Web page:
It’s teaching the skills in which your child lags. Toddlers likely lag in the areas of patience, fine motor skills, frustration tolerance, or ability to focus. Observing your child’s misbehavior helps you know what skills to work on. Then intentionally set up teaching opportunities. We are working on waiting. If my daughter asks me for something, I’ll enthusiastically say yes! And then I’ll emphatically say, “Oh! Wait a minute!” and do something. When I am done I shower her with praise for being good at waiting. I started with verrrrrry short wait times, to set her up for success (which is the whole point), and I’ve been slowly extending them.
Prevention is another major portion of your job in responding to misbehavior and teaching desired behavior. It’s just as important as teaching skills, and it goes hand in hand. While you’re working on skills in an isolated environment, you’re also intentionally setting up your toddler for success in the “real world” (if you will). By paying attention to misbehaviors, you will be able to target problem areas ahead of time to avoid or solve so that misbehavior just doesn’t need to happen. It’s not foolproof of course, but that doesn’t really matter. What matters is that as much as possible, your little one will be able to easily act properly and avoid correction. Keep in mind that this isn’t sheltering, because you’re also teaching skills separately (and others will develop naturally) and you’re using prevention as a temporary scaffold.
A lot of prevention is environmental (grocery stores always seem to set off tantrums so you avoid going and get groceries delivered instead) or developmental (your son tends to throw Magna-Tiles when he can’t build what he wants so you put those toys away for a while). There are two other key ingredients in prevention that many parents miss: predictability and choice.
Predictability and choice both work to empower your toddler and thereby reduce or eliminate subsequent power struggles. Power struggles occur because our little ones have an innate desire to exert control when they feel disempowered. Predictability means you have your child on an age-appropriate routine. A predictable routine helps your toddler feel in control. A child who feels in control is much less likely to engage in power struggles with his parents or other adults. And of course, proper sleep and nutrition will take care of the possibility of grumpiness caused by fatigue or hunger.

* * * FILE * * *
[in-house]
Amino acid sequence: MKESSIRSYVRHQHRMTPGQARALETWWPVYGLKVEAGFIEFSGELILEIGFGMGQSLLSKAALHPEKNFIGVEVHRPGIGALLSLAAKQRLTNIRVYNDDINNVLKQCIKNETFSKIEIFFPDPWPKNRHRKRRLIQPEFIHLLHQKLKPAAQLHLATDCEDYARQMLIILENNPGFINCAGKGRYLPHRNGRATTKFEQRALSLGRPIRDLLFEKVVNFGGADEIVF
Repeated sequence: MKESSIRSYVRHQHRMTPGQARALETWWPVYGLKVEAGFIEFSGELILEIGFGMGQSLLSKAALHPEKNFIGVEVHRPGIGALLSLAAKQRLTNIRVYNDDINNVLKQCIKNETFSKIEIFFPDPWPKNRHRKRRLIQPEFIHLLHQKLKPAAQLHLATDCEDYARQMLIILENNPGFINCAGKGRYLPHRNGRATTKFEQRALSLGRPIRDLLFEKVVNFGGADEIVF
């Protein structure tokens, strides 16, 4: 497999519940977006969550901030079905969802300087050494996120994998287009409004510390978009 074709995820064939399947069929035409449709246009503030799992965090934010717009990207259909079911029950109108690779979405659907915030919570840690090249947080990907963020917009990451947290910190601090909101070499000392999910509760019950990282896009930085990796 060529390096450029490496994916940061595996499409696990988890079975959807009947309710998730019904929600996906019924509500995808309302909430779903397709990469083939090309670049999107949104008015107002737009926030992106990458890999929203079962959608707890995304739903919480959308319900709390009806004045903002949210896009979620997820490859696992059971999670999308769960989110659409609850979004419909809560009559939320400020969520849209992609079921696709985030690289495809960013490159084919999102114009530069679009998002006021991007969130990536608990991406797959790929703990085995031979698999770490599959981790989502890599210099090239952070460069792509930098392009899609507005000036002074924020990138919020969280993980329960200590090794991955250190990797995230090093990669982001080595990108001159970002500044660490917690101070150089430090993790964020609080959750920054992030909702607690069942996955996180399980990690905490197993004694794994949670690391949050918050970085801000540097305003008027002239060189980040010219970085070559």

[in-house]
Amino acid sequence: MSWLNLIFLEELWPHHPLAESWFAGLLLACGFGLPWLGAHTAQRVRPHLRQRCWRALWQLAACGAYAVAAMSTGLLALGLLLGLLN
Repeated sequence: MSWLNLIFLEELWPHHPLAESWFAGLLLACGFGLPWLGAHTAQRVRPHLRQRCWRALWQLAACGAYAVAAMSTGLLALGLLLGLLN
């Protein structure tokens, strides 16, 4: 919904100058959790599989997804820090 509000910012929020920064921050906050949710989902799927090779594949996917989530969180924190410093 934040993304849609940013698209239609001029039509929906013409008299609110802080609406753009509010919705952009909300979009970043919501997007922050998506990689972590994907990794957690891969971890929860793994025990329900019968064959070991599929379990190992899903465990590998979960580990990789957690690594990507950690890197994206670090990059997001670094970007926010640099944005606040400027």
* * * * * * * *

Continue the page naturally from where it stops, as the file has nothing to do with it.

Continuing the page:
Choices provide another indispensable way to empower your child and prevent many discipline problems. Choices can be as simple as choosing what color socks to wear, or whether to eat an apple or a pear (just be sure all choices are acceptable to you!). You can anticipate power struggles and offer choices to help prevent them. In addition, the simple fact of offering any kind of choice as much as possible throughout the day will empower your child and naturally reduce misbehaviors.
Be conscientious of when to offer choice. Choices happen before misbehavior and not after it. Choice after misbehavior disempowers you and reinforces the behavior. If you missed the chance, plan ahead for next time.
Trust in the Good
All the action plans in the world will fail unless your own heart is in the right place. There’s a saying that completely changed my view of children and my success in training them. “Kids do well if they can.” This saying needs to be at the root of all your disciplinary action. You have a few jobs: set up clear expectations, follow through consistently, and check your child’s physical, cognitive, and emotional capacities. If the first two are happening, and you’re still having problems, you likely misjudged or failed to pay attention to the third. No kid wants to be in trouble, and there is no benefit to facing repeated punishment. Get rid of your conception that your kid is trying to drive you crazy and look deeper to find what they can’t do. They want to be good. Your job is to hold their hand and help them get there.
Love and Logic for Early Childhood Magic by Jim and Charles Faye
The Explosive Child by Dr. Ross Greene
On Becoming Toddler Wise by Gary Ezzo
No Drama Discipline by Dr. Daniel J Siegel and Dr. Tina Payne Bryson